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Nutrition Personal Posts School

Are all School Lunches Like This?

At our house, we try to eat 90% healthy. Nothing is “banned” so to speak, though I don’t regularly buy anything that contains HFCS, hydrogenated oils or red dye. I avoid artificial flavors or colors entirely whenever possible. We eat a small amount of lean meats, lots of whole grains and fresh/frozen fruits and veggies.

We eat our fair share of treats too though! I love to bake, and we may have 2 homemade cookies as dessert after dinner occasionally. We even get candy (M&Ms are my son’s favorite) as a treat sometimes, and I might let my kids get a lollipop at the store now and again.

I’ve never claimed to be perfect, but I think I set a good example for my kids. You won’t catch me eating junk food before dinner, and I mind my portion sizes. I think I’ve done a pretty good job of this, and even though my daughter doesn’t have full access to junk, she does a great job of self-regulating. Halloween, Christmas and Easter candy seems to last until the next holiday, and she (and my son) will push away a bowl of ice cream (etc.) if they’ve had enough.

My daughter started preschool 2 1/2 hours a day 2 days a week when she was three and I was not happy that they were serving them things like Chips Ahoy or Oreo cookies and sugar/dye “drink” every day. I volunteered a few times and brought actual juice, and things fresh fruit and whole grain crackers as snack! Anyway, she did the 4-year old program the next year, which was 2 1/2 hours per day, three days per week. For many reasons (including the flippant and dismissive way they were handling a student’s nut allergy!) we pulled her out of the program halfway through the year.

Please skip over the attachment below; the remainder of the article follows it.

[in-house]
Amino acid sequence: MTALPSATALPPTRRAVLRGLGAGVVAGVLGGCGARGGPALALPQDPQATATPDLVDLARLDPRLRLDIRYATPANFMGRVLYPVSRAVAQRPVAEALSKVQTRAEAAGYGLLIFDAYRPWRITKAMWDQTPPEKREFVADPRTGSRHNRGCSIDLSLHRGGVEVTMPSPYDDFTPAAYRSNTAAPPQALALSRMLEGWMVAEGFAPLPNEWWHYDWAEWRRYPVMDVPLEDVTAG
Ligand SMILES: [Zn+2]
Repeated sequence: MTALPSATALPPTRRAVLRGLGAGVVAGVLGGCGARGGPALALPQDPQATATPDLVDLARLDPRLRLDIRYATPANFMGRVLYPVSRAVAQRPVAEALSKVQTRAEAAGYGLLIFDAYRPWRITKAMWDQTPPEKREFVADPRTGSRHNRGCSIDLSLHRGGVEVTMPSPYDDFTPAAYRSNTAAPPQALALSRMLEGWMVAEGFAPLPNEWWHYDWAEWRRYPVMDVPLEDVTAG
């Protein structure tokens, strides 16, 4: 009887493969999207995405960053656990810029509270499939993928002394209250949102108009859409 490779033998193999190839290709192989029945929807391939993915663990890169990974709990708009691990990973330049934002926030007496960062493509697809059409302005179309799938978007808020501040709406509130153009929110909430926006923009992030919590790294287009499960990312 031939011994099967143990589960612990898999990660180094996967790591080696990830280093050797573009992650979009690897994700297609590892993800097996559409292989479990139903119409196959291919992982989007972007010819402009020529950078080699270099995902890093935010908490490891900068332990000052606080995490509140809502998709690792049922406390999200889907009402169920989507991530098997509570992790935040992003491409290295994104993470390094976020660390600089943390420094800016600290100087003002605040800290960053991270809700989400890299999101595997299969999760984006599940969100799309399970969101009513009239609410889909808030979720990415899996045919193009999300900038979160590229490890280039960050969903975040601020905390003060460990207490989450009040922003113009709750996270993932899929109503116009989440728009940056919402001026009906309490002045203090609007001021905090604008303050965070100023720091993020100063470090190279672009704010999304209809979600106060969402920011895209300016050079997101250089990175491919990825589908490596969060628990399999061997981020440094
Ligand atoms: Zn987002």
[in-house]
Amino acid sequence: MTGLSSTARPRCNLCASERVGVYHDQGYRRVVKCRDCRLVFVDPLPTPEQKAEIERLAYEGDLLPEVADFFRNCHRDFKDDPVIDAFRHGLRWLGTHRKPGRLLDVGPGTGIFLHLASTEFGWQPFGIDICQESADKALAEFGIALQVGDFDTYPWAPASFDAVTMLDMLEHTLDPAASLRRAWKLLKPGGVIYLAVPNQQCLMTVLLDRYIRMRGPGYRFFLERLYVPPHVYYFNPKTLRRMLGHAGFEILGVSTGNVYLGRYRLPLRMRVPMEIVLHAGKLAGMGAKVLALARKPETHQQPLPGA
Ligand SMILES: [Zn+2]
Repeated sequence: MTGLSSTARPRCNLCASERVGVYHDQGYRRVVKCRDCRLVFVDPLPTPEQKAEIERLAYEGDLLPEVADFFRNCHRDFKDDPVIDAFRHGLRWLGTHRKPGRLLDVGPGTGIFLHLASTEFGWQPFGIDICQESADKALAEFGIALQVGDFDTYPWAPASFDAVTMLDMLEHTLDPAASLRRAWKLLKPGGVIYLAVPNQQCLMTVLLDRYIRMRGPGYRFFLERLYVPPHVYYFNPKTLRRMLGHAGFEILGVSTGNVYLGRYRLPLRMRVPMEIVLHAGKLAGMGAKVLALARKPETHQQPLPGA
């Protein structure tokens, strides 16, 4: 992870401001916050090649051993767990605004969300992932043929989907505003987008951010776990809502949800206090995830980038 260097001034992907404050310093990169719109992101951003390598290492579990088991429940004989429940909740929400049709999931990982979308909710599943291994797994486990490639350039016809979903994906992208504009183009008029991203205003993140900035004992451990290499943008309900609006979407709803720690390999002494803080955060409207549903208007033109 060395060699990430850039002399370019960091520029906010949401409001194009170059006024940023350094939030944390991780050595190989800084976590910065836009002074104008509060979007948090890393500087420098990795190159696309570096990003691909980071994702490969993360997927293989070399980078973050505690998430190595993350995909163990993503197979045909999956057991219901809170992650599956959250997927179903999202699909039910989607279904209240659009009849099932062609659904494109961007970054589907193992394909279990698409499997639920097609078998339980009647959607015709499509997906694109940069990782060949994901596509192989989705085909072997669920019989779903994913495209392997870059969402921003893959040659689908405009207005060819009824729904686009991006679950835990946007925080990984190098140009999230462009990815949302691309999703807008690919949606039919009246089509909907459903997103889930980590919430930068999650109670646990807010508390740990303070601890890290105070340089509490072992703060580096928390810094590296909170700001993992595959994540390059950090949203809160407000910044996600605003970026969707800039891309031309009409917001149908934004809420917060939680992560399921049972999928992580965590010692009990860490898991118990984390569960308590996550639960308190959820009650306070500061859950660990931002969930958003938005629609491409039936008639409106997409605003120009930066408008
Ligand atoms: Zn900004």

It was a huge blessing, since we ended up finding a preschool-third grade private school that was so fabulous in so many ways that it would take a separate post to talk about it! This program was Thursday 9-2 and Friday 9-3, so snacks were definitely necessary and she ate lunch there. For snack they served things like whole grain crackers and fresh veggies (fruit too when available) that were purchased locally (not from a grocery store!) along with water.

At lunch, they offered the kids water and a fresh veggie to go with their lunch. The kids got to try all kinds of new fresh, raw veggies and ended up liking a lot of them! The school actually did not allow junk food. If you sent candy or something with their lunch, they sent it back home. They didn’t do cupcakes on birthdays either, but kids still enjoyed some creative birthday treats! One parent made carrot muffins, I made fruit kebabs that were a huge hit and were gobbled up!!